HOW DOES ANGI WORK?

If the ANGi sensor detects a potential crash during your ride, it will connect to the Ride App on your smartphone, sound an alarm, and start a countdown. If you’re okay, you just cancel the countdown and keep riding. If you’re injured and unable to cancel the countdown, however, the Ride App will send a text alert to your emergency contacts telling them you may have been in an accident.

In addition to notifying your contacts that you may have crashed, ANGi and the Ride App will also send your location, via GPS coordinates, to all of the contacts you’ve listed in the Ride App.

HOW SPECIALIZED DEVELOPED ANGi

This is important stuff. Check out the Ambush and Propero ANGi equipped helmets at newmoonski.com or stop in the shop to discuss all the various options and features.

-Article excerpts and videos from Specialized

It’s Jacket Season !?!?!?

It’s jacket season! I know…shut up, we are ready for it to not be jacket season anymore. What I’m getting at is this is the time of year where you really appreciate certain pieces of gear that make these in-between temps (40s-60s) tolerable, even enjoyable on your bike. A nice cycling jacket can make a world of difference, and we have some pretty cool options that can become your new favorites. There are some high tech (dare I say, space age) materials that go into making these pieces windproof, waterproof, lightweight, and breathable. Here are a few that have us excited this spring:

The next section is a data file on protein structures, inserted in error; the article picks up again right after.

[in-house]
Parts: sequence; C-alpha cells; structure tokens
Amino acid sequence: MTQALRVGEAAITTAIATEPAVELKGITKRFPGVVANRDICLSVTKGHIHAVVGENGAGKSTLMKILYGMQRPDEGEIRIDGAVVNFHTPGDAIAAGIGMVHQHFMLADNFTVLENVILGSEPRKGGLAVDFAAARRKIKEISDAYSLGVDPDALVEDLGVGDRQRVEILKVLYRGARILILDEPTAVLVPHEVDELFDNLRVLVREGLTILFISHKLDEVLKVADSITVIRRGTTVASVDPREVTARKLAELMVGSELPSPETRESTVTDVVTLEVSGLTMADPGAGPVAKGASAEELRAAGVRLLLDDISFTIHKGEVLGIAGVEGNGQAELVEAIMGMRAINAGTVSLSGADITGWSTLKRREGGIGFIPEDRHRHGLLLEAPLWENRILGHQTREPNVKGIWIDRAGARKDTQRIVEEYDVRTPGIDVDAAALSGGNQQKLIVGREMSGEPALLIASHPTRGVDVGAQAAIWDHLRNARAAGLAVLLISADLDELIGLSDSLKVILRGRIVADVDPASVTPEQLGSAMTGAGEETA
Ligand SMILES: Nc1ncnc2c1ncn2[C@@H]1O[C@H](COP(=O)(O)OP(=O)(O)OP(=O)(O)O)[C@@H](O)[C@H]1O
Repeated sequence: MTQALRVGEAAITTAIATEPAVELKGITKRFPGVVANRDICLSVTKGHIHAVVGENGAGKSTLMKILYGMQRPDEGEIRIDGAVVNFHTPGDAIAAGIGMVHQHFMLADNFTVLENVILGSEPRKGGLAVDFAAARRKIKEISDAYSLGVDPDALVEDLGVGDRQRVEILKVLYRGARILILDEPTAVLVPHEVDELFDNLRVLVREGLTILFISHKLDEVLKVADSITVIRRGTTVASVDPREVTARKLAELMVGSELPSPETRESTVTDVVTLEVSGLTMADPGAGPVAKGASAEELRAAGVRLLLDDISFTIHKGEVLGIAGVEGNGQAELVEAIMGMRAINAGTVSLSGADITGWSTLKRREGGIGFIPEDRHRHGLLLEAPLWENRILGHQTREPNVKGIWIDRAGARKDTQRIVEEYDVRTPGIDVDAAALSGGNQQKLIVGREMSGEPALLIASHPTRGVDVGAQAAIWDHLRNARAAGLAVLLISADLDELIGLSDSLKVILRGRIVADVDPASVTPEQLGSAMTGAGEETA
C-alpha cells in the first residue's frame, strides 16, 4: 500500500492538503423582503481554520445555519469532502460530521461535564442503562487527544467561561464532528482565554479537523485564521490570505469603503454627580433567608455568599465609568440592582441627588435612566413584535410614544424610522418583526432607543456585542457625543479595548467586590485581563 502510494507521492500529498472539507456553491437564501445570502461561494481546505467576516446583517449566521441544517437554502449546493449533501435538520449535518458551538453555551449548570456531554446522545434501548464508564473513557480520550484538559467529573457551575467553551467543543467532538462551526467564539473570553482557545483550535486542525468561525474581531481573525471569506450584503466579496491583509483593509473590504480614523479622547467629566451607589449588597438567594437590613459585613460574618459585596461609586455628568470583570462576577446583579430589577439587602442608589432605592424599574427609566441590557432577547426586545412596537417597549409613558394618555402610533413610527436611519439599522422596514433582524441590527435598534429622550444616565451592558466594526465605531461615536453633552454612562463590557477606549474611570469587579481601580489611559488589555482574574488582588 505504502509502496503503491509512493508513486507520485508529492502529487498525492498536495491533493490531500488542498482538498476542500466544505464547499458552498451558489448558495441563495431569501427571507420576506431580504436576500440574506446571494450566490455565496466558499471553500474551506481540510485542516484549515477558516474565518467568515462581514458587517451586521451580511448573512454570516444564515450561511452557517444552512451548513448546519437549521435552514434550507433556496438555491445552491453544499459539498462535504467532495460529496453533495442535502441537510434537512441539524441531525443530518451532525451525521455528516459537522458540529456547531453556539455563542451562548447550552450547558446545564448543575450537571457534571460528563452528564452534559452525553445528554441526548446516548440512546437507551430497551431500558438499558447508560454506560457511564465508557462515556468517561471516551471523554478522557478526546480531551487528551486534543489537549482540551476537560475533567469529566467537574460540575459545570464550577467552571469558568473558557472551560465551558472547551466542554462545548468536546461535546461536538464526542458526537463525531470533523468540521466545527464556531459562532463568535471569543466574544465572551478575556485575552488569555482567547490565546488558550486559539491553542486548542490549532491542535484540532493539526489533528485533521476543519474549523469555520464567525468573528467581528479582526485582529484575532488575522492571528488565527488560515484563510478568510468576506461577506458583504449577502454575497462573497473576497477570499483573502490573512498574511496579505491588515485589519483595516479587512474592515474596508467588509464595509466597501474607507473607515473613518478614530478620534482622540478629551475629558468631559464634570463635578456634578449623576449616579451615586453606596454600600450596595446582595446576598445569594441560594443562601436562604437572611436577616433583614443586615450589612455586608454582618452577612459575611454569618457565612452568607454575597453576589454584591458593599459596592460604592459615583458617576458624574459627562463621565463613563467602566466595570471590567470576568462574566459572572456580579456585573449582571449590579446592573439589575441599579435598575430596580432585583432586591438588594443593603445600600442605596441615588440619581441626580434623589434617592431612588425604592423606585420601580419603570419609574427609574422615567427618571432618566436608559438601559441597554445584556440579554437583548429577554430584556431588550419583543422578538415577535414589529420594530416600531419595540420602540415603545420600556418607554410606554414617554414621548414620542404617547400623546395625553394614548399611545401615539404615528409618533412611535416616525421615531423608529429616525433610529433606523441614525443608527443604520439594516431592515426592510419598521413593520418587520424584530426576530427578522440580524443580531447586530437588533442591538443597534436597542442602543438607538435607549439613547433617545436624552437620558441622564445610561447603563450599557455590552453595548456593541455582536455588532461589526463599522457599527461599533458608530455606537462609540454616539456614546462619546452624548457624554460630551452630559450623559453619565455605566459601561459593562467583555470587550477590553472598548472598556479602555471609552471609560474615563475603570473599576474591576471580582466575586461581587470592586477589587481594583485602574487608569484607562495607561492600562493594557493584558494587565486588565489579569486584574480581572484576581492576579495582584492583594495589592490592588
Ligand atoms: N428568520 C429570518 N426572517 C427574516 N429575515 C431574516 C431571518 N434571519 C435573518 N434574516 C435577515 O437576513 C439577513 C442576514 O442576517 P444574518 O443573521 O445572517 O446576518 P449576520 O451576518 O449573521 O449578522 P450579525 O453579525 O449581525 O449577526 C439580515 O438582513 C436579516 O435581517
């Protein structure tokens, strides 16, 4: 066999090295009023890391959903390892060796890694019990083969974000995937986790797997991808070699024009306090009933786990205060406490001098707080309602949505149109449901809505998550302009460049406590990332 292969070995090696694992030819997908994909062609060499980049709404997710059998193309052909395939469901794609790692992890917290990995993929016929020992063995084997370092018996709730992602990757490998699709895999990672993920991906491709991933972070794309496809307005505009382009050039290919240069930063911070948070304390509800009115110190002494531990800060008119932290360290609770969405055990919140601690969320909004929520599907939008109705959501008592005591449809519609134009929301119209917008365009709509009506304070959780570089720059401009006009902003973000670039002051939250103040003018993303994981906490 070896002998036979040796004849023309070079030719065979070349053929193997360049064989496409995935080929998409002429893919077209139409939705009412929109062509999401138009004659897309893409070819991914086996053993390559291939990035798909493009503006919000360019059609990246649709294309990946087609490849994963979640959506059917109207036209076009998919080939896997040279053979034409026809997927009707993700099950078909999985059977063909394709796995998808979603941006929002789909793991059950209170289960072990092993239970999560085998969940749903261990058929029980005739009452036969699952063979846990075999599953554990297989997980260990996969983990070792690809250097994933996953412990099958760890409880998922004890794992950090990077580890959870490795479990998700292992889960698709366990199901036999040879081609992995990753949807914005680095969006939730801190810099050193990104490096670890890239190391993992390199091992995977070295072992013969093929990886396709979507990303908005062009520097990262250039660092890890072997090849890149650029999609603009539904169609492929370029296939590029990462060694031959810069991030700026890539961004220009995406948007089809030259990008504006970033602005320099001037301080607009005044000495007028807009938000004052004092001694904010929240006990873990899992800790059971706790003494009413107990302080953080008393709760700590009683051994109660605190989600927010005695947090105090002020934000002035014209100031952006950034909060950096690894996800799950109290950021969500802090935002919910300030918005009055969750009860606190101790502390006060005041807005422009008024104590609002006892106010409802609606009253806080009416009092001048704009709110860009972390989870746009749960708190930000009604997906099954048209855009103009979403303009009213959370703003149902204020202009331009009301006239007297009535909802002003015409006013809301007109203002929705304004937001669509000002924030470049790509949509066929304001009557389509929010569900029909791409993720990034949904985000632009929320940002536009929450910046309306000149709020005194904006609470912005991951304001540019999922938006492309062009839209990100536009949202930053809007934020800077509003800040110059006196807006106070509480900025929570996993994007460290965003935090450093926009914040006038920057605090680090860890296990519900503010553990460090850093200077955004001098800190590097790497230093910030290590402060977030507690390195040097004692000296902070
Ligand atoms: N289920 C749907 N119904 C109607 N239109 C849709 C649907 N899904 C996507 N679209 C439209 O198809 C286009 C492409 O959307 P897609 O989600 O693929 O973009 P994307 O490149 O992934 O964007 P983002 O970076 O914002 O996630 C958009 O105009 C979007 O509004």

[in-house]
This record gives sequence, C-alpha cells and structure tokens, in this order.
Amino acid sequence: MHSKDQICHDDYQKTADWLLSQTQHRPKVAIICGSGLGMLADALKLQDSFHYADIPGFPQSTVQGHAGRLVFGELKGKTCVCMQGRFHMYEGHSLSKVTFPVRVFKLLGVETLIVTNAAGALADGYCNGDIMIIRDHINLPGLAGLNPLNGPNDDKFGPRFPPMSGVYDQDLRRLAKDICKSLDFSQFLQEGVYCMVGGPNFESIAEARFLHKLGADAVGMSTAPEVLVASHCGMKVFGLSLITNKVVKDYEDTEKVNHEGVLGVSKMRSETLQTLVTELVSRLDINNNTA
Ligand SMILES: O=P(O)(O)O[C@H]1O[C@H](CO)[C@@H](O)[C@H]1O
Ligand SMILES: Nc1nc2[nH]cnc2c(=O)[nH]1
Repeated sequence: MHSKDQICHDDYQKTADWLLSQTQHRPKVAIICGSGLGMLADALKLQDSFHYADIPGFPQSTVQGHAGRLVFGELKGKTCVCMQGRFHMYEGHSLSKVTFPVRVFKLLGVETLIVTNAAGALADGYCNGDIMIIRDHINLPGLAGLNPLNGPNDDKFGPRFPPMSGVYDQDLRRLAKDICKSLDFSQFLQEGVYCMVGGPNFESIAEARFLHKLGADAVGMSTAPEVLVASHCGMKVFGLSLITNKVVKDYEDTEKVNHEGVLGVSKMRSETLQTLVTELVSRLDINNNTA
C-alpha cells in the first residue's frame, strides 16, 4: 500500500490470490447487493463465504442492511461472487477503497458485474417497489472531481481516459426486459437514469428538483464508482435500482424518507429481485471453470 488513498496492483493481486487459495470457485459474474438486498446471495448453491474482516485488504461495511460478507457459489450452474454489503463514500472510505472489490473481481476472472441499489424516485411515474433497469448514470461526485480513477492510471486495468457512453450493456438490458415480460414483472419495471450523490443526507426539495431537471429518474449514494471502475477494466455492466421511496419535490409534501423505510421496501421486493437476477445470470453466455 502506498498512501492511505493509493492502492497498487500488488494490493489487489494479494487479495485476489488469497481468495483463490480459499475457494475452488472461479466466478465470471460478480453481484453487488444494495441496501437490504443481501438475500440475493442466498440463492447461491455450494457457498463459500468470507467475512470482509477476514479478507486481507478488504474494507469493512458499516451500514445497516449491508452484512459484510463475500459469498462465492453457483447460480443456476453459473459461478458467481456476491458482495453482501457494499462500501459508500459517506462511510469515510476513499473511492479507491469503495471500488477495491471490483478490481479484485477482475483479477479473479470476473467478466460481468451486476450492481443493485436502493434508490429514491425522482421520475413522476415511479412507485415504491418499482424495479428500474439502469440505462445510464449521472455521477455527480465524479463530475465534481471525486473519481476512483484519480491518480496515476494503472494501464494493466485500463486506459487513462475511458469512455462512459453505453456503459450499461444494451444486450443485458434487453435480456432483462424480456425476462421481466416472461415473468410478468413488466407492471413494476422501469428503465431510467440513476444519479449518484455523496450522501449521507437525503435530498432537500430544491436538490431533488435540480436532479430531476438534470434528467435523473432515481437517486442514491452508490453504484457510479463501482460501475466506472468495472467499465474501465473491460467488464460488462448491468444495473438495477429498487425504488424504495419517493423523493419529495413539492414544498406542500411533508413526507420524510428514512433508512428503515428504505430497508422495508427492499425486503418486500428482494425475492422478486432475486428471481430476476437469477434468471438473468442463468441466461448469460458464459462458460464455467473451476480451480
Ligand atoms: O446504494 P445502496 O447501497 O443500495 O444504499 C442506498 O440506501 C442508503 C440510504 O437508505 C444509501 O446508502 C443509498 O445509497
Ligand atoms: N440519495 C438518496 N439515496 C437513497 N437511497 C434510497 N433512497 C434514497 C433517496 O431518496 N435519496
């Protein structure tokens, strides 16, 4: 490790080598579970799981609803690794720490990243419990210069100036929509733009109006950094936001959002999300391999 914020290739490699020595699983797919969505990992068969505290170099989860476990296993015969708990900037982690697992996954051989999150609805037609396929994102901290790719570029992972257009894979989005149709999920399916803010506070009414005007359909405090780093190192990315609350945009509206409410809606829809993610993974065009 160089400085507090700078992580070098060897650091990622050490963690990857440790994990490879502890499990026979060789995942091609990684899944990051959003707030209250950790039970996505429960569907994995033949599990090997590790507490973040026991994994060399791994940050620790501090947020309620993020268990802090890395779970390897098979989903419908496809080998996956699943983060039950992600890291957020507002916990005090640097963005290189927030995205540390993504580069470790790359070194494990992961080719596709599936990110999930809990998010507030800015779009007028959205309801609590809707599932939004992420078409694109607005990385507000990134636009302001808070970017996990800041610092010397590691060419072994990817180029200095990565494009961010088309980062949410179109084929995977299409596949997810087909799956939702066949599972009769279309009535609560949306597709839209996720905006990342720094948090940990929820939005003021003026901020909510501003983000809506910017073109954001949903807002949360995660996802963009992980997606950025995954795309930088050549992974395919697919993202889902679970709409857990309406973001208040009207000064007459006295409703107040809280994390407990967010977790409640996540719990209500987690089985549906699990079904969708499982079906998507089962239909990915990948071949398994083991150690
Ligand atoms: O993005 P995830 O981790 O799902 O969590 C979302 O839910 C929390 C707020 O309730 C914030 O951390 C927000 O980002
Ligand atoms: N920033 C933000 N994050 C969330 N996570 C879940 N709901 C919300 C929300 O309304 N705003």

Specialized Deflect Reflect H2O Jacket
This is the layer for getting you out the door when the weather suggests otherwise. Deflect windproof and waterproof material has been updated this year with little fleece micro dots on the inside to create a small channel for air to flow and reduce sweat buildup. Reflectivity is present on nearly the entire piece making you super visible on the road (even with the black version). Since it has front pockets, this could just become your new rain jacket off the bike too. Who needs to look at the forecast when you’ve got one of these in your closet?
-Also, check out the several variations on this jacket: Deflect H2O Road, Deflect H2O Comp, and the new Deflect H20 Pac which is an ultra-light, packable, waterproof jacket weighing less than 100 grams.
Louis Garneau X-Lite Cycling Jacket
It’s a jersey pocket miracle, this wind shell weighs in at just over 2 ounces! Incredibly light, and packable so you can literally fold it up into itself and carry it with you whenever the temps might dip. Not waterproof, but would certainly be better than getting totally hosed in the rain without it. I’d go so far as to say that a jacket like this is an essential part of your gear puzzle along with things like lights, and a flat kit if you’re a frequent cyclist.